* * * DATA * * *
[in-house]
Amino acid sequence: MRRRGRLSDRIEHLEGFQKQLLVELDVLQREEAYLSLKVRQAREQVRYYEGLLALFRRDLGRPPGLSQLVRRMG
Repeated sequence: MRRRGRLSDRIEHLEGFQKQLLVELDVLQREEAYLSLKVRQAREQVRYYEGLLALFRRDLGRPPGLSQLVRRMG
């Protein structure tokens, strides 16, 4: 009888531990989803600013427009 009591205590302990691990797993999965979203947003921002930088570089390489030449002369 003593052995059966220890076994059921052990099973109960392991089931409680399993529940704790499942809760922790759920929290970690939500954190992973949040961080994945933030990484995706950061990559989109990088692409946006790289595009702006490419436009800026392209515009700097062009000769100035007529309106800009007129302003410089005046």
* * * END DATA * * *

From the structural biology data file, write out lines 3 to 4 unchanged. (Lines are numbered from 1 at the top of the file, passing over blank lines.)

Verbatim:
Repeated sequence: MRRRGRLSDRIEHLEGFQKQLLVELDVLQREEAYLSLKVRQAREQVRYYEGLLALFRRDLGRPPGLSQLVRRMG
């Protein structure tokens, strides 16, 4: 009888531990989803600013427009 009591205590302990691990797993999965979203947003921002930088570089390489030449002369 003593052995059966220890076994059921052990099973109960392991089931409680399993529940704790499942809760922790759920929290970690939500954190992973949040961080994945933030990484995706950061990559989109990088692409946006790289595009702006490419436009800026392209515009700097062009000769100035007529309106800009007129302003410089005046």